Lawyer M L Sharma, who represents two defendants on trial, speaking with media outside the Saket District Court in New Delhi, yesterday.
NEW DELHI: A lawyer for the defendants in the New Delhi gang rape case accused police yesterday of beating confessions out of them as they appeared for their second court appearance.
Speaking ahead of a hearing in front of a city magistrate, Supreme Court lawyer M L Sharma said that the five adult suspects aged from 19 to 35 had been forced to confess since their arrest shortly after the December 16 crime.
He also suggested his defence would cast doubt on the character of the 23-year-old victim, a physiotherapy student who had been to watch a film with her boyfriend when they were lured onto a bus and repeatedly assaulted.
“All the accused have been badly beaten by the police and they have used the third degree to extract the statement that suits the evidence they have collected,” M L Sharma said outside Saket District Court in southern Delhi.
“My clients have been forced to confess to crimes that they did not commit.” A spokesman for Delhi police refused to comment on the allegations, though officers have said they have strong forensic evidence against the accused and testimony from the boyfriend.
Sharma is defending two of the adult defendants, who are expected to plead not guilty, while two other Supreme Court advocates were confirmed as counsels for the other three men during the hearing yesterday. The pleas of the other three men have not been decided yet, their lawyers V K Anand and A P Singh told reporters outside the court. A sixth accused, who is 17, will be tried in a juvenile court.
A police bus believed to be transporting the five suspects, mostly residents of New Delhi slums who are being held in top-security Tihar jail, was seen arriving at the court before their scheduled appearance at about 2:30pm. Lawyers said afterwards that the next hearing had been set for January 14.
After their first appearance on Monday was marred by chaotic scenes, the presiding magistrate Namrita Aggarwal ordered the court to be cleared and imposed restrictions limiting media reporting of the case.
A court officer had said earlier on Monday that the case would be transferred to a fast-track trial court during Thursday’s hearing, but this had not happened, lawyers said outside the court room.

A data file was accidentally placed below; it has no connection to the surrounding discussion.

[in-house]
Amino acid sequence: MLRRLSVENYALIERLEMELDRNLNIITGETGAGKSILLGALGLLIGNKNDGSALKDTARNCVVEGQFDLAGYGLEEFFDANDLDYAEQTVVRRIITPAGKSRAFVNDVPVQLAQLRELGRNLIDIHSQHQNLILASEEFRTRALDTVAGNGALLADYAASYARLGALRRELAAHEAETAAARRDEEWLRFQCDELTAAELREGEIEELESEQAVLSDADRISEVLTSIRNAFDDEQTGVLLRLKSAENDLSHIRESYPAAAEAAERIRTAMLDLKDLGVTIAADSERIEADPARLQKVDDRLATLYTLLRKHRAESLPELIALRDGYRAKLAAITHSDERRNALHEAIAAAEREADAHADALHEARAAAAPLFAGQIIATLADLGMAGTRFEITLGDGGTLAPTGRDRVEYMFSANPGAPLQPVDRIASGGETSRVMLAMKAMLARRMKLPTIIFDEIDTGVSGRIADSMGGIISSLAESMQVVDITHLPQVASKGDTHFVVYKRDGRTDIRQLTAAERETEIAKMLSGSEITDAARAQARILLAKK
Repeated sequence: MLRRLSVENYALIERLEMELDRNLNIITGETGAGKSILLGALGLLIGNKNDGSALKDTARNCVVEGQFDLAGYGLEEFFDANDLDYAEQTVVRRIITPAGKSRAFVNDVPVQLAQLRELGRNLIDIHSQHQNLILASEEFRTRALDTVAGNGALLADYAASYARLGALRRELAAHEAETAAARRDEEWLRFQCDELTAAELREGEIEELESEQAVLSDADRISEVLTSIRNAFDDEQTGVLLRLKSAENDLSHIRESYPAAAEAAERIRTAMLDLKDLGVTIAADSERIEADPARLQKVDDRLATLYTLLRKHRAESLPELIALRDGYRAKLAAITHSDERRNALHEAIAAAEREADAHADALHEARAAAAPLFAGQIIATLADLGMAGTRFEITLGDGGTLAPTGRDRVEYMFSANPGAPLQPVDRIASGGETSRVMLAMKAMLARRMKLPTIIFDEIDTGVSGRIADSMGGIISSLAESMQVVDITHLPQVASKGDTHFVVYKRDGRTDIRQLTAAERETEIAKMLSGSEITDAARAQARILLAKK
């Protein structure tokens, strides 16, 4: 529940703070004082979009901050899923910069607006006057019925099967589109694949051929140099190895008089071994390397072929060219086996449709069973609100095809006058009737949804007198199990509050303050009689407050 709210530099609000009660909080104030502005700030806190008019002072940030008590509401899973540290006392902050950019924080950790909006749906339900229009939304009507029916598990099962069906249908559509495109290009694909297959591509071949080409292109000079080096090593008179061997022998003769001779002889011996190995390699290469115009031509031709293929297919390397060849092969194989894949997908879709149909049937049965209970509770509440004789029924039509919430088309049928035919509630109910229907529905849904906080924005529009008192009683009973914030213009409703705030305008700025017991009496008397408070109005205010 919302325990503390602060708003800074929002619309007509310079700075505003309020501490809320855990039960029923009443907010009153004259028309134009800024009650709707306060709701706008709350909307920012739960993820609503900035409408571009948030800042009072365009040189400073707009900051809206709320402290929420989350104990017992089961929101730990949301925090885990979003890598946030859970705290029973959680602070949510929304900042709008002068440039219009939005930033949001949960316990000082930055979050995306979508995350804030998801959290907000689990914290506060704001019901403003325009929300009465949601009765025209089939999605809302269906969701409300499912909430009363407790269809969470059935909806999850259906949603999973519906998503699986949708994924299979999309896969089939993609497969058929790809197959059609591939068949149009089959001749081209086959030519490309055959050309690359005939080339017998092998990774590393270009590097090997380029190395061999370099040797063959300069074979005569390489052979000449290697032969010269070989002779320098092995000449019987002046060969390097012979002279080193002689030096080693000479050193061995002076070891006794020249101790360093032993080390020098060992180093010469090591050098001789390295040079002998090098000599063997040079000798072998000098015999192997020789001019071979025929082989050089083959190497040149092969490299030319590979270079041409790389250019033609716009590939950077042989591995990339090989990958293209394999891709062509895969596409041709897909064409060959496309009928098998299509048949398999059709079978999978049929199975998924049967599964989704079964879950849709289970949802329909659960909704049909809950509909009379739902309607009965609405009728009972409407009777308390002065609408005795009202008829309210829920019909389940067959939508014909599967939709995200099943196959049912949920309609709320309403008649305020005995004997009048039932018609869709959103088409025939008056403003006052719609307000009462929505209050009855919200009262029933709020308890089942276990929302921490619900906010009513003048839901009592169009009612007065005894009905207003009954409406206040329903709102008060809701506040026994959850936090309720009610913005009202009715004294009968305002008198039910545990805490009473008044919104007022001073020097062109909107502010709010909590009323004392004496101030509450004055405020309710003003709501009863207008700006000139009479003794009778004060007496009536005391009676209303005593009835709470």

If the men are convicted, they could face the death penalty which is reserved for “the rarest of rare” cases in India. Police say the group lured the woman and her boyfriend onto the private bus in New Delhi when they were trying to return home from the cinema. They then took it in turns to rape the woman and violate her with an iron bar, causing fatal internal injuries. In an interview with Bloomberg, Sharma was quoted as saying the male companion of the murdered 23-year-old was “wholly responsible” for the incident because the unmarried couple should not have been on the streets at night.
“Until today I have not seen a single incident or example of rape with a respected lady,” he told the financial newswire. Sharma said that he had not been trying to smear the victim.
“I did speak to Bloomberg but did not say anything about the victim. I only told them that women are respected in India, they are mothers, sisters, friends but tell me which country respects a prostitute.” Asked if that meant that he regarded the victim as a prostitute, Sharma replied: “No, not at all but I have to protect my clients and prove that they did not commit this heinous crime.”
The victim died in a Singapore hospital, 13 days after the attack which triggered mass protests across India over the levels of violence against women. The father of the victim, who cannot be named for legal reasons, said in a television interview he was proud of his daughter and believed her death had served as a badly needed wake-up call.AFP